Note: This course was formerly COIN 290.
In today’s world in which people are increasingly on the move for many reasons (tourism, forced and deliberate transnational migration, displacement, study and work abroad programs, missionary and humanitarian work, etc.), an intercultural competence is of paramount importance and no longer limited to highly specialized professions. And an intercultural competence necessarily includes interpersonal communication competencies and skills relevant for an intercultural dimension because nothing happens without communication. According to Ingrid Piller (Intercultural Communication. A critical Introduction, 2nd edition, p. IX. Edinburgh: Edinburgh University Press, 2017; course book), “The main challenges of intercultural communication are the linguistic challenges of language learning, the discursive challenges of stereotyping, and the social challenges of inclusion and justice”.
In this course, students will tackle these challenges by acquiring not only theoretical knowledge and contemporary concepts of intercultural communication; they also will be able to develop specific interpersonal communication skills in general and in an intercultural dimension in particular. The theoretical knowledge together with concrete communication skills will ultimately change their attitude in the relationship with others, laying the basis for becoming Intercultural Mediators through “a dedicated interpersonal engagement to reinvent a new common culture that is mutually beneficial” (Piller, 204).
To reach this aim, each course session will be divided into two parts:
The analytical tools, among others, originate from research results obtained in the framework of European Union-funded projects revolving around intercultural communication challenges for people on the move, written and coordinated by the professor over the past 20 years.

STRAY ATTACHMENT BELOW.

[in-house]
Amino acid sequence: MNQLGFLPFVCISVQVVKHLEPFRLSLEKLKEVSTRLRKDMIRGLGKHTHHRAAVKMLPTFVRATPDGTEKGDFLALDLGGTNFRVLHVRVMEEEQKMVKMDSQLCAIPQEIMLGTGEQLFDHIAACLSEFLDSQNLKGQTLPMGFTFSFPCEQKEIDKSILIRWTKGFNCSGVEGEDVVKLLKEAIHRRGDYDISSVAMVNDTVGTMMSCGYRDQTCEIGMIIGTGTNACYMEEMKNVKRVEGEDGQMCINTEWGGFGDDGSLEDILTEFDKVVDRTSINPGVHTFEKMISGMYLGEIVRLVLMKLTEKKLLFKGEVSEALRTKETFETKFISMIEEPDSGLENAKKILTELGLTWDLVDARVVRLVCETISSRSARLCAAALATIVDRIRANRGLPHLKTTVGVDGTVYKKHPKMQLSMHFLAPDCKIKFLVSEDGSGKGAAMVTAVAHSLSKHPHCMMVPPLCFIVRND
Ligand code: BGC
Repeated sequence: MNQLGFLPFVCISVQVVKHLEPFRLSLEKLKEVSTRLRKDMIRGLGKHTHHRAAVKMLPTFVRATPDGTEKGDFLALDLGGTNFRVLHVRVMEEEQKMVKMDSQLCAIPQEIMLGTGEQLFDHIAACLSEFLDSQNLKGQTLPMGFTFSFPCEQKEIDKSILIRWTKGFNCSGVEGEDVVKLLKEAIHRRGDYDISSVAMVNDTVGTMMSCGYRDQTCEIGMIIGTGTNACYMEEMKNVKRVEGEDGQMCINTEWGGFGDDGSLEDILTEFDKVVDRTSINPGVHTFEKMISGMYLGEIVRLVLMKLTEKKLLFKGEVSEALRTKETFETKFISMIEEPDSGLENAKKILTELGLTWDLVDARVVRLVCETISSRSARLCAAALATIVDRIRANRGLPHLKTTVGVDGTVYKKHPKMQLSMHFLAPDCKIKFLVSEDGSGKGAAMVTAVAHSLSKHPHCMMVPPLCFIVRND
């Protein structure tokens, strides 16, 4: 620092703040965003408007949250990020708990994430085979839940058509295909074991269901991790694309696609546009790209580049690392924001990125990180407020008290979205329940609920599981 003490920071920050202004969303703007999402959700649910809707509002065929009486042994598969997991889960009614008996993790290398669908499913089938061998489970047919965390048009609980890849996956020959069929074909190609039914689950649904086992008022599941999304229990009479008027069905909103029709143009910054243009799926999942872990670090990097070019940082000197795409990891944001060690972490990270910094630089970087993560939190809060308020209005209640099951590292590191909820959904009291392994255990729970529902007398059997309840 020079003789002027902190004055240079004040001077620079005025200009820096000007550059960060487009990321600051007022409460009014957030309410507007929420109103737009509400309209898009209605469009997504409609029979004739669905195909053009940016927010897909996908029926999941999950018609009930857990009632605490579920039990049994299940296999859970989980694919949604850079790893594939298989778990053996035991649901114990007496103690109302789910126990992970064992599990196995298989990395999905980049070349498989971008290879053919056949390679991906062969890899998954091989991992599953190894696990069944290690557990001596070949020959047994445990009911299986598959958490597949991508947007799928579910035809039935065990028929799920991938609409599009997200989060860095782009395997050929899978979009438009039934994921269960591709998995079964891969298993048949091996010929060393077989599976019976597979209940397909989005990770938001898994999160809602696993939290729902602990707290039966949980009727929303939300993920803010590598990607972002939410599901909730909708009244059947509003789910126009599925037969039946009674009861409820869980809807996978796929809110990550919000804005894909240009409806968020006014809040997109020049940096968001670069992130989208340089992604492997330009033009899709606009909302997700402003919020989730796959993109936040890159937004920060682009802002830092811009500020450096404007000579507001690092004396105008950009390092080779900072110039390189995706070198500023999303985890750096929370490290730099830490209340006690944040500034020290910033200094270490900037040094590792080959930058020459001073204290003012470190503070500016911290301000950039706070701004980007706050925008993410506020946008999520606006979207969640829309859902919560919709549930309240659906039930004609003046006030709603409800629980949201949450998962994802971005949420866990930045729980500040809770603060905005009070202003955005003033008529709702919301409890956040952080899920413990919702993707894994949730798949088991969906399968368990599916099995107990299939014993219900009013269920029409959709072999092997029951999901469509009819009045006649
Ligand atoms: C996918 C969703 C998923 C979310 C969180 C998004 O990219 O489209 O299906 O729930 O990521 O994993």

Culture and intercultural communication are considered dynamic and transformative concepts: no intercultural communication advice or recipes are proposed, but tools are presented to refine one’s observation skills and communicative attitude. For this purpose, observation sessions inside and outside the classroom will be organized and students will learn to analyze communicative products (film extracts, advertisement pictures and videos, propaganda pictures and videos, newspapers, social media posts) according to the four communication resources: words, voice, body, and visual elements. Through observation and analyses they will learn to discover underlying meanings of verbal, paraverbal, non-verbal and visual messages. Furthermore, students will actively be involved in discovering and improving their communication skills, such as active listening, arguing, conflict resolving; they will discover hidden stereotypes and prejudices and many more communication practices.
The course content and activities are not necessarily tailored to students of linguistics, sociolinguistics, or communication; no prerequisites are necessary. They rather provide students with tools and skills applicable both in everyday situations and professional contexts.
By the end of the course, students will be able to:
A course reader, including all the indicated readings, will be available. The course’s Moodle site is the primary location for readings and assignments.
$ 5.00 – includes materials for final exhibition